DNA Matches: Not For the Faint of Heart

I have been trying to understand.

Really, I have.

Had purchased three major tests: AncestryDNA (2016), LivingDNA (2017) and FamilyTreeDNA (2018).

Got the gobbledygook results from the first, and transferred it to My Heritage, GEDMatch and some other place when recommended by my more knowledgeable friends.

Notices flooded my e-mailbox every other day. “You’ve 236 matches!”

I scrolled the list and saw numbers … lots of numbers … I felt that I was drowning in numbers; numbers that I did not, and still, do not understand.

DNA Painter and the Chromosome Browser are extremely colourful and creative, but not knowing WHAT i should be doing with them, did not create the vibrant recreated displays that I had seen on YouTube.

To add to my dismay, I was unable to return to Ontario, last year (2018 in Guelph), to see my kith and kin genealogists.

Uncertain, what triggered the idea, I opened my autosomal results in ancestryDNA and looked at my circles. The most of them were connections to my late Gramma Rabbit and her French ancestors, but I was interested in only three: my Mother’s paternal line.

The first circle held two (2) connections, besides me, to my twice great grandfather: Thomas ATKINSON, Junior and his wife, the former Sarah Ann CAWARD.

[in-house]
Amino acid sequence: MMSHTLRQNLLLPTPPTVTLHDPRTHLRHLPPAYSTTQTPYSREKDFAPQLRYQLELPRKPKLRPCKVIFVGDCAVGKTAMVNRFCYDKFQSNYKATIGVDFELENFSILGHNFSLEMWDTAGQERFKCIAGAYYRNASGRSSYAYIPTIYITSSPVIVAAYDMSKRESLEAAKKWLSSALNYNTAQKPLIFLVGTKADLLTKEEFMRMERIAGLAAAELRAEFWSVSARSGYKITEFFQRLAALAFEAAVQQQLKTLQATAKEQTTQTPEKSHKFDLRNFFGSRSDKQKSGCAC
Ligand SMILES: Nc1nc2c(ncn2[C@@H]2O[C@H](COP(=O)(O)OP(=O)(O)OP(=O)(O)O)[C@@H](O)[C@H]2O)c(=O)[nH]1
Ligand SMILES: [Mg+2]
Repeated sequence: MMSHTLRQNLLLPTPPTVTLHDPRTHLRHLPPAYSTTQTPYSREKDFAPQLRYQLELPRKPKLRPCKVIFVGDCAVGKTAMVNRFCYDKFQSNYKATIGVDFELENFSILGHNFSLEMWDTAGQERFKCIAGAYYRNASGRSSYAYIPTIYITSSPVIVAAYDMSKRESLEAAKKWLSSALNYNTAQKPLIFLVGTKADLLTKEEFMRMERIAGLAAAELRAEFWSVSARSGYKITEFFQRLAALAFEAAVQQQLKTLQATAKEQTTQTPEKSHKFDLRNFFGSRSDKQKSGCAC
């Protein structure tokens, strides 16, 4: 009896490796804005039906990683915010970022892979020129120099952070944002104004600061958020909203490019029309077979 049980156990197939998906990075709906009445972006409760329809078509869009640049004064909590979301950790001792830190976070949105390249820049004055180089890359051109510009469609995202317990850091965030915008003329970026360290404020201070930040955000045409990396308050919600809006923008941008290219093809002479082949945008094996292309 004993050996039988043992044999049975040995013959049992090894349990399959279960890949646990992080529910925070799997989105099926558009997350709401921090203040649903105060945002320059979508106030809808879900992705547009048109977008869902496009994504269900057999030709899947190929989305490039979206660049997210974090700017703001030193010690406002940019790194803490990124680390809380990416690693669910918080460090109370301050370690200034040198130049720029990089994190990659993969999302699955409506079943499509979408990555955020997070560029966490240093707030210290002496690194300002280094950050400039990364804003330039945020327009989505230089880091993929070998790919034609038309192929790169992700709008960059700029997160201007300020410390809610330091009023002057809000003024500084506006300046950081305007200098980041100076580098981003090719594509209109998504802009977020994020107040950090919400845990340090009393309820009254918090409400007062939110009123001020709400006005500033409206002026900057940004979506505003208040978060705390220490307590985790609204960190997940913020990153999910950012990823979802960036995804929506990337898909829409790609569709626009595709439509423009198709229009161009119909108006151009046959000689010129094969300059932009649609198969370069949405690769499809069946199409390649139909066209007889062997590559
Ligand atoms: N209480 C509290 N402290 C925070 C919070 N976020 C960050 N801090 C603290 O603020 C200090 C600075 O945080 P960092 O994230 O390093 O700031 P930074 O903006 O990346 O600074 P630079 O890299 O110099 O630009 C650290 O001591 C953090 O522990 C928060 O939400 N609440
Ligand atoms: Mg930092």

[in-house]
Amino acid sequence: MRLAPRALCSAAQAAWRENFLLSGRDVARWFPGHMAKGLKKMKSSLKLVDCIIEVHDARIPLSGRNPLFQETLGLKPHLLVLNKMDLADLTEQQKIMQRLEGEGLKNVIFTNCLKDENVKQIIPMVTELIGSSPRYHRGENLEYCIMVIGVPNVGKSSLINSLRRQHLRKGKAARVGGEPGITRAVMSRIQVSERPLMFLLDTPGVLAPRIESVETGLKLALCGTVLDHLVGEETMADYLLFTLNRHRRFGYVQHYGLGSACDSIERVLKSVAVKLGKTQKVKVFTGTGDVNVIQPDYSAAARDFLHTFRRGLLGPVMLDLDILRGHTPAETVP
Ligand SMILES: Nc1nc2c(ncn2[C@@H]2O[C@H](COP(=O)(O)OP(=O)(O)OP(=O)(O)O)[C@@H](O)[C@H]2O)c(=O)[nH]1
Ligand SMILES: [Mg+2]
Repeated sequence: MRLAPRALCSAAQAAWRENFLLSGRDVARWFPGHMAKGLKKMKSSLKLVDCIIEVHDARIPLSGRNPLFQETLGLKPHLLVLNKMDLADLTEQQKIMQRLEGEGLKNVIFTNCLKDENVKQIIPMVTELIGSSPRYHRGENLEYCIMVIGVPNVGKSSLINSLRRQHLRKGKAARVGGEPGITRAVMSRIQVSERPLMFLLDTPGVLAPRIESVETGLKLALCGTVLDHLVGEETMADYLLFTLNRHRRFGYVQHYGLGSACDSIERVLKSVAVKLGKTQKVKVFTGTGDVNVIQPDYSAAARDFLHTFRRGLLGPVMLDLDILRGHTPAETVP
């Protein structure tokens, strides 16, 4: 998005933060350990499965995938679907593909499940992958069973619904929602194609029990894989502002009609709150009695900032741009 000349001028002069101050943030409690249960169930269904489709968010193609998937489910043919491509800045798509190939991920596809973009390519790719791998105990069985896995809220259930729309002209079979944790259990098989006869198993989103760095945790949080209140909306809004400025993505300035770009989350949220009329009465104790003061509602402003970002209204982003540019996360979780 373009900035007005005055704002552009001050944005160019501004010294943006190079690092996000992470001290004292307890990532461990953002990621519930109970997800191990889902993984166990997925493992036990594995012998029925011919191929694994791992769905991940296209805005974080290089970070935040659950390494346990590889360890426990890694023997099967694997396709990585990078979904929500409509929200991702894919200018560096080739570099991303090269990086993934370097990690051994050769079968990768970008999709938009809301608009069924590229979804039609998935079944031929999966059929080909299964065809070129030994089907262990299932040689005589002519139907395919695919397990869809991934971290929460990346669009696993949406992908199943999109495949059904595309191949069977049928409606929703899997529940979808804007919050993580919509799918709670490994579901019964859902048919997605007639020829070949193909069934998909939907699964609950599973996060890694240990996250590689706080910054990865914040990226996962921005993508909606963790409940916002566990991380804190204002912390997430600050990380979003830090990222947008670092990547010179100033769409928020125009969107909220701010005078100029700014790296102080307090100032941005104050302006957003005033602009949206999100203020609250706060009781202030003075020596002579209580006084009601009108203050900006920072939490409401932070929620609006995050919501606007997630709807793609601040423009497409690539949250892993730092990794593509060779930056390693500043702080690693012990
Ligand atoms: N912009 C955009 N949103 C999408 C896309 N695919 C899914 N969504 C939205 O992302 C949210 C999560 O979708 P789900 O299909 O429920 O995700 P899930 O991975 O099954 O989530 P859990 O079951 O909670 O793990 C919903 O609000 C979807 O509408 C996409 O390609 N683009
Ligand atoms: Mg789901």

My first match, I recognized as my American cousin, Rosemary, who has been corresponding with me since 2013!

Back then, we discovered that her great-grandmother Mary, was my great-grandfather’s eldest sister. Mary was the eldest of ten children, while my great granddad was the youngest son and eighth (8th) child.

DNA confirmed, without a doubt, we had done our paper trail research properly up to this point, but there are still so much “Root Rot!” Root Rot is not something you want in your yards filled with Scottish Pines, Canadian Maples or massive Sequoias — and certainly not your family trees!

I have used the term “Root Rot” for over 30 years to describe a segment of the family tree that has been dormant for 3 or more generations. Nothing more is know about the persons listed.

Did Floyd die in World War I? Did his sister ever marry, or did she remain at home caring for her aging parents? Who took over the dairy farm that had been in the family for those first three generations?

And those 236 DNA matches? Are now, an unbelievable 682 from which I have confirmed 71 cousins that have supplied some answers to reverse the emptiness of Root Rot in my ATKINSON Family Tree!



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